Teachers, staff rally for 10% raises ahead of Austin ISD board meeting


Austin ISD and Education Austin—the AISD teachers’ and employees’ union—continue to clash over proposed salary raises for the 2019-20 fiscal year. Over 125 AISD staff members rallied at the district’s headquarters downtown May 20, demanding 10% raises for all district staff.

Education Austin President Ken Zarifis led the crowd of teachers, bus drivers, librarians and contracted staff in chants of “we are worth it” and “words don’t pay the rent” ahead of the board of trustees’ meeting.

“We know that you deserve 10%. When the district gets tens of millions of dollars who needs to see it first?” He asked to a response of, “We do!”

On May 14, Education Austin held a news conference and rally announcing its demands for a 10% pay increase for all AISD employees due to possible legislative actions that could bring new funds to the district. The press conference was held just over a week after AISD reported at a board workshop May 6 that negotiations with the union were continuing, and the district was considering raises of 1%-2%.

“In the past, Austin ISD has been able to say, ‘We can’t give pay raises because the Legislature has us hogtied,’” Zarifis said May 20. “Now that day is over with. That excuse is no longer there. Yet they say they can only do 1% for teachers only.”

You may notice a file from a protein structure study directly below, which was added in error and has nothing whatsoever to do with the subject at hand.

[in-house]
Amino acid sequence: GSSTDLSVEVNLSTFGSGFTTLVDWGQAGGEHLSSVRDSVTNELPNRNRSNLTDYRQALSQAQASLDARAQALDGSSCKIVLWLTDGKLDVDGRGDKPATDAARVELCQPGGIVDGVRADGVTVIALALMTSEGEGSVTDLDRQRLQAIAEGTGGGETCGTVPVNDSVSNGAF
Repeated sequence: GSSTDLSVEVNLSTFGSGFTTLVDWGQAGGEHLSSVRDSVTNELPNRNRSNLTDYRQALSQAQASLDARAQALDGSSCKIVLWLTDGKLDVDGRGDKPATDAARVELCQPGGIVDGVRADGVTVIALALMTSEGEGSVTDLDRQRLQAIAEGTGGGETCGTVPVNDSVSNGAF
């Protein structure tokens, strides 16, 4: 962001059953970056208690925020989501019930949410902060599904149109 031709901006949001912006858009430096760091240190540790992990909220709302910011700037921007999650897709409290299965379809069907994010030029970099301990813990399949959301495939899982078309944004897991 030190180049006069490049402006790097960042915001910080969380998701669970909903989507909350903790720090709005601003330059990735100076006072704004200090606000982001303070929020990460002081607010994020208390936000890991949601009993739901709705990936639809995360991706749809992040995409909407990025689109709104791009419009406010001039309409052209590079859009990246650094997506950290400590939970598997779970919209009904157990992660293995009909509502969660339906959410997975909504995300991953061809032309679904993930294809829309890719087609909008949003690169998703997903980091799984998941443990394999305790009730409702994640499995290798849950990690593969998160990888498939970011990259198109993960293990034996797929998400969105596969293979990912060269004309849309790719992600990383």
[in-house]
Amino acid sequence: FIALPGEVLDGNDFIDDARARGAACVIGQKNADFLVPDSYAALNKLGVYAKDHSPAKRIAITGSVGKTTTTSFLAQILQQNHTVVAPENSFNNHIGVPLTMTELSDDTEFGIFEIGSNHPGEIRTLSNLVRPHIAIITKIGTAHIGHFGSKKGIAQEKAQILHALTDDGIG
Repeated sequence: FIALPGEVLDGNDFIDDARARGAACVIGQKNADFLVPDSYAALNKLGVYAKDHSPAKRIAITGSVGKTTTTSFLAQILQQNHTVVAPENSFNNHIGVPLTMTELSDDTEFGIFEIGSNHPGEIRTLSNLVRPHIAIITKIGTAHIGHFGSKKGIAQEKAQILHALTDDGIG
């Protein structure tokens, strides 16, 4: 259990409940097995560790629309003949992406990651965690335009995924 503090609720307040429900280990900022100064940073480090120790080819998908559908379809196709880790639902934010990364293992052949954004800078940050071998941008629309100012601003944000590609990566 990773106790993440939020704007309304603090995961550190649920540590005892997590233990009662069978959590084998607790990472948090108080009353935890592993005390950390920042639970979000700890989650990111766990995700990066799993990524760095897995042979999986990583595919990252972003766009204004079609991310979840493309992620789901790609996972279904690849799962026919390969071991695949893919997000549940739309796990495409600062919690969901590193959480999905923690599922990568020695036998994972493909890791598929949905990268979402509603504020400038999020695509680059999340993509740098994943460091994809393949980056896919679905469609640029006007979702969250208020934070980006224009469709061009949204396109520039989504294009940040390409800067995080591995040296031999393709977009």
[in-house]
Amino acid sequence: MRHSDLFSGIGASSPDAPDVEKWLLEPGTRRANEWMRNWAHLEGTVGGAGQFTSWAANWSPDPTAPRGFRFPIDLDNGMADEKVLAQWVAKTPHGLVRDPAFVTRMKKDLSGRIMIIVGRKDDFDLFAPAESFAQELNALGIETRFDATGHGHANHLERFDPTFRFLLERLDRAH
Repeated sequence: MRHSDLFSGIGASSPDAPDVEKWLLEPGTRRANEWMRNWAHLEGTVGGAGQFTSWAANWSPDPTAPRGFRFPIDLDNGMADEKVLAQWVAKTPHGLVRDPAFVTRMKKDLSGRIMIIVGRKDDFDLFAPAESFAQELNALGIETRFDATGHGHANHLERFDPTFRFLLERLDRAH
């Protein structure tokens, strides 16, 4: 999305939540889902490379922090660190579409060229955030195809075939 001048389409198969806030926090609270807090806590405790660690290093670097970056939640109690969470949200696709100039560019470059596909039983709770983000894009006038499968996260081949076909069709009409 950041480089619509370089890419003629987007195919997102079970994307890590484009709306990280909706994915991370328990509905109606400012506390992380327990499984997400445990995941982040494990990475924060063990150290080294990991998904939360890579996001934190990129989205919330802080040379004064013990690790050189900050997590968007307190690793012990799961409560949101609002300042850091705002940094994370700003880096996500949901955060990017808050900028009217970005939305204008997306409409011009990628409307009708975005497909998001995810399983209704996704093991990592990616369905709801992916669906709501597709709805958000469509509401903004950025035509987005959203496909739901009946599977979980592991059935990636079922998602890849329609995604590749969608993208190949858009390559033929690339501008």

According to district documents from the May 6 meeting, a 1% raise for district staff across the board would cost the district about $5.79 million for the 2019-20 budget, while a 5% raise would cost about $28.95 million.

While school funding is still being discussed by the 86th Texas Legislature, including the possibility for $5,000 raises to teachers across the state, the district is evaluating its future budget as if no funding changes will occur at the state level, according to the May 6 meeting. AISD trustees will be presented a final budget for approval in June.

Education Austin continued to rally outside of the district board room after the May 20 board meeting had begun. As some rallied outside, others participated in public comment at the meeting.

“Now when the state [legislature]is poised to line our pockets with millions, why do you refuse us?” teacher Kent Coupe asked trustees at the meeting.

Teresa Razo, a bilingual teacher, said she drives Lift during her off time to afford to live in the district and asked the district to give the 10% raise.

“If AISD wants to retain its employees pay us what we’re worth,” she said. “Good employees are leaving the district in the hundreds. I don’t want to be one of them, but the high cost of living… I can no longer afford it.”

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1 comment
  1. In the article, you have the company’s name as “Lift” when I think you’re talking about “Lyft.”

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Nicholas Cicale
Nick was born in Long Island, New York and grew up in South Florida. He graduated from Florida State University in 2012 with a bachelor's degree in writing and a minor in music. Nick was a journalist for three years at the St. James Plaindealer in Minnesota before moving to Austin to join Community Impact Newspaper in 2016.
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